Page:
Showing posts from July, 2010

Acquainted with the night - live recording

In March, I announced the creation concert "Acquainted with the night" , during which we premièred five new musical compositions on Robert Frost's poem . I just posted the live recording. It features singer Michael Barrett (I was playing the basset-horn and live electronics).

Clarinet multiphonics

On July 4th at Ircam in Paris, during the July 2010 Prisma meeting , I included in my presentation a few sonograms of clarinet "multiphonic" sounds, these sounds in which one can hear more than one pitch at the same time. Sonograms I recorded these rough multiphonic clarinet sounds in Cambridge on Friday, June 19th, 2010. The four sound files are available on freesound: Clarinet multiphonics . bb-clarinet-01-split.aif This is the sonogram of a rich multiphonic sound, commonly called a split tone . Here, it's played on a low fingered E (concert D), the lowest note of the Bb clarinet. The clarinet player can emphasize different harmonic regions. This is what Iannis Xenakis is calling for in his 1971 composition Charisma for clarinet and cello , when he writes Harm. Zone I, II, III, and IV . To achieve this effect, the clarinet player modulates the air pressure and changes the shape of his/her vocal cavities. We see on the sonogram that this selective reinforcement of h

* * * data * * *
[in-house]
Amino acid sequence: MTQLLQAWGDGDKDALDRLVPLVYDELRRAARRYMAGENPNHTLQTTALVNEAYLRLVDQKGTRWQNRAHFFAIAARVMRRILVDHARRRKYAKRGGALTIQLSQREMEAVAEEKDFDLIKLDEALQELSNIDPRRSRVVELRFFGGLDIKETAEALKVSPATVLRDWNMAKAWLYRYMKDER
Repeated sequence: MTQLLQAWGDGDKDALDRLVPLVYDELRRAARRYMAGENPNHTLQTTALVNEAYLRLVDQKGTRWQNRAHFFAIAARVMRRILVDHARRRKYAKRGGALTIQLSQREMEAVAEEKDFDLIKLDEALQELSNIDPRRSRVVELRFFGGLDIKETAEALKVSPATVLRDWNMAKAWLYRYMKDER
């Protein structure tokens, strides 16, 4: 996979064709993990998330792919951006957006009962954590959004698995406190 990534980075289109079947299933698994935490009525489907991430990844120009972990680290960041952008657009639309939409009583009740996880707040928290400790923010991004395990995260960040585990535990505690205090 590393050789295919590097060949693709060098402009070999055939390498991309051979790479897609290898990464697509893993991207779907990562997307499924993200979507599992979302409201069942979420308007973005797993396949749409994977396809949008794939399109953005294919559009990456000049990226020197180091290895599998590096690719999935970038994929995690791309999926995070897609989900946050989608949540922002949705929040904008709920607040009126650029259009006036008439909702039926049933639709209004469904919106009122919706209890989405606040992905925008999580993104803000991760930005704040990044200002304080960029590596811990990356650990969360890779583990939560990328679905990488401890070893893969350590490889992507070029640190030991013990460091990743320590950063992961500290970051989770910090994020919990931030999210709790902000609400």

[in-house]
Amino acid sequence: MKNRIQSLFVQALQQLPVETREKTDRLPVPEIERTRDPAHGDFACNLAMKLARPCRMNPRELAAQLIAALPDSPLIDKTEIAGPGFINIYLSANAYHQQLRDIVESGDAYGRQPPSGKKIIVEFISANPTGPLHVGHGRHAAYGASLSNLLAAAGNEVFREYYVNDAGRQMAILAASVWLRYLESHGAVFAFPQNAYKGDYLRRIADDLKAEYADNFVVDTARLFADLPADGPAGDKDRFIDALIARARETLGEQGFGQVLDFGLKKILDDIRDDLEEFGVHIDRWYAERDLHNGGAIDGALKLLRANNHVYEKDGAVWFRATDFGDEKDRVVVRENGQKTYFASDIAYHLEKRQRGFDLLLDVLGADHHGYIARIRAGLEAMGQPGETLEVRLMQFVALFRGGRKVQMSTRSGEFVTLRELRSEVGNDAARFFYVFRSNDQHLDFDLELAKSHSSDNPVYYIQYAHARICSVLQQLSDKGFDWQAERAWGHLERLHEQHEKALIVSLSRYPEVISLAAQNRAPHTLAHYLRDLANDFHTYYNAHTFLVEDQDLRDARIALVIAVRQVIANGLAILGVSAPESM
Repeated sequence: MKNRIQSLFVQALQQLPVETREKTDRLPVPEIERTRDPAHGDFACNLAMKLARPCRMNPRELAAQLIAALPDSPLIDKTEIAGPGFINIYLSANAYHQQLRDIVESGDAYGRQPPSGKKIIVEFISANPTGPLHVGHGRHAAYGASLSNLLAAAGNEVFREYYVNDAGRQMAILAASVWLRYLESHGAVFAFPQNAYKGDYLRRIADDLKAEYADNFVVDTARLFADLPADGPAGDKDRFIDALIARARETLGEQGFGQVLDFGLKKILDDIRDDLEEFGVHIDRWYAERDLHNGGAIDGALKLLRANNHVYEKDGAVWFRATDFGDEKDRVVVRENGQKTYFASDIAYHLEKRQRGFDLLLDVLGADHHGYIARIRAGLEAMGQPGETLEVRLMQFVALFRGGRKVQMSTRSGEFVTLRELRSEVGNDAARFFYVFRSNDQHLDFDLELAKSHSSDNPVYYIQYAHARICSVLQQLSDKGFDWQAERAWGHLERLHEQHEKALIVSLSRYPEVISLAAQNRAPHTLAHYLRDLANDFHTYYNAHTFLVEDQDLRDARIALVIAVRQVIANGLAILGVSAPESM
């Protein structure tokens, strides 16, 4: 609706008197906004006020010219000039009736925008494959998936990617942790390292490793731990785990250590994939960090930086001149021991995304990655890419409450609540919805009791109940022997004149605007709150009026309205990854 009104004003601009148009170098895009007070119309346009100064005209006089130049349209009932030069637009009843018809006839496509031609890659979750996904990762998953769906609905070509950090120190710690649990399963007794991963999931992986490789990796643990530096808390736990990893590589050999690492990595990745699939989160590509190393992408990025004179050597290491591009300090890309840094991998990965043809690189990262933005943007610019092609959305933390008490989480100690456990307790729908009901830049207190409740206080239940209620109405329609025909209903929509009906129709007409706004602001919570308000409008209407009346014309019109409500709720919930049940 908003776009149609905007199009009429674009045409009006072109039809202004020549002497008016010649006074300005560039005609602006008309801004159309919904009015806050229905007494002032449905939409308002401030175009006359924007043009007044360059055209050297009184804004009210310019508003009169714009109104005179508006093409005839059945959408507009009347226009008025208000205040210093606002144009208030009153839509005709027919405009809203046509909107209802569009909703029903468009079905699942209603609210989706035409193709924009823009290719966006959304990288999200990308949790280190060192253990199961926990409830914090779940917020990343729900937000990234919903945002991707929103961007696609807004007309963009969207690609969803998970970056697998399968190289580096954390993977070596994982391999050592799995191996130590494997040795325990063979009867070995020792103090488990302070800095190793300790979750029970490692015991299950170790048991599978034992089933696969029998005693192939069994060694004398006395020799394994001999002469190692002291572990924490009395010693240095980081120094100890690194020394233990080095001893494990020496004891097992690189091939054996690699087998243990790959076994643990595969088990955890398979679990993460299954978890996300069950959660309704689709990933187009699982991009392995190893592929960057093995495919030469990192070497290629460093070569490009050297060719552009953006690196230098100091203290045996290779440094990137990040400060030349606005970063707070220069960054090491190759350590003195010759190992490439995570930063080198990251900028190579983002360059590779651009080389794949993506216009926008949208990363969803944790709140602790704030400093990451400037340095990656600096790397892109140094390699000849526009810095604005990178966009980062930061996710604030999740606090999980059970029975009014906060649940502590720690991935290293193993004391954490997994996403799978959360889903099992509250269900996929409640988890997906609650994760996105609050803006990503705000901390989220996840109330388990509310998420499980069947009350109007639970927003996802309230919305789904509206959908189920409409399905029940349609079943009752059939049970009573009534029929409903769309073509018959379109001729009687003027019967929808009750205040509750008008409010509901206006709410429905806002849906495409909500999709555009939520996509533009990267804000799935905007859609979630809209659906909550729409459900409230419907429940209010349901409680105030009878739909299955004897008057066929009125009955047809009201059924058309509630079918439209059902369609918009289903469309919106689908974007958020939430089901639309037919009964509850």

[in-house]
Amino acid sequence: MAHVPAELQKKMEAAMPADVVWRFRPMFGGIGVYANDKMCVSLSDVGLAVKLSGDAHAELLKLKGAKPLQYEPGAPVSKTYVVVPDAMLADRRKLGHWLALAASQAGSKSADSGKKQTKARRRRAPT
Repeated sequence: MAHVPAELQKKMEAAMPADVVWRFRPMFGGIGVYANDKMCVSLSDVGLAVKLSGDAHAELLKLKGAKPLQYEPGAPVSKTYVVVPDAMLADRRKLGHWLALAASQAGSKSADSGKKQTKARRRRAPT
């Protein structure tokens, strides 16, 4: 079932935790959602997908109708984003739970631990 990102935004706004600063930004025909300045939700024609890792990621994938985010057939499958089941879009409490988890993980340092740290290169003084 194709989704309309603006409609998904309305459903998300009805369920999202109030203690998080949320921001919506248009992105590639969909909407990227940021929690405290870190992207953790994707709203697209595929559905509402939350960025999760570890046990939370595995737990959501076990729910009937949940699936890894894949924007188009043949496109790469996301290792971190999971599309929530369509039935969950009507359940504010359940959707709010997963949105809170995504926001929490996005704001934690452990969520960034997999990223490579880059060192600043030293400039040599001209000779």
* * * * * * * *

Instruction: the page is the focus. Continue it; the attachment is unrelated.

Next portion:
Prisma meeting - Summer 2010

Prisma stands for International Pedagogy and Research on Assisted Musical Systems. This summer, this group of composers, musicians, and software developers is meeting from July 2nd to 5th at Ircam in Paris. Participants include: Guilherme Carvalho Michele Tadini Mikael Laurson Hans Tutschku Jacopo Baboni Schilingi Johannes Kretz Örjan Sandred Julien Vincenot Ircam in the back of the Stravinsky fountain. My talk this year: the Physics of Music & Sound Last year, my talk was entitled Ableton Live for Live Electronics . I compared Ableton Live to Max 5 , highlighting what was easier to realize using one or the other piece of software, in the context of composing for classical instruments and live electronic music. I also talked about Logic Pro, since most of the "live electronic music" capabilities used by many composers are also implemented inside Logic Pro's environment. This year, I'm going to present several dimensions of the Harvard course The Physics of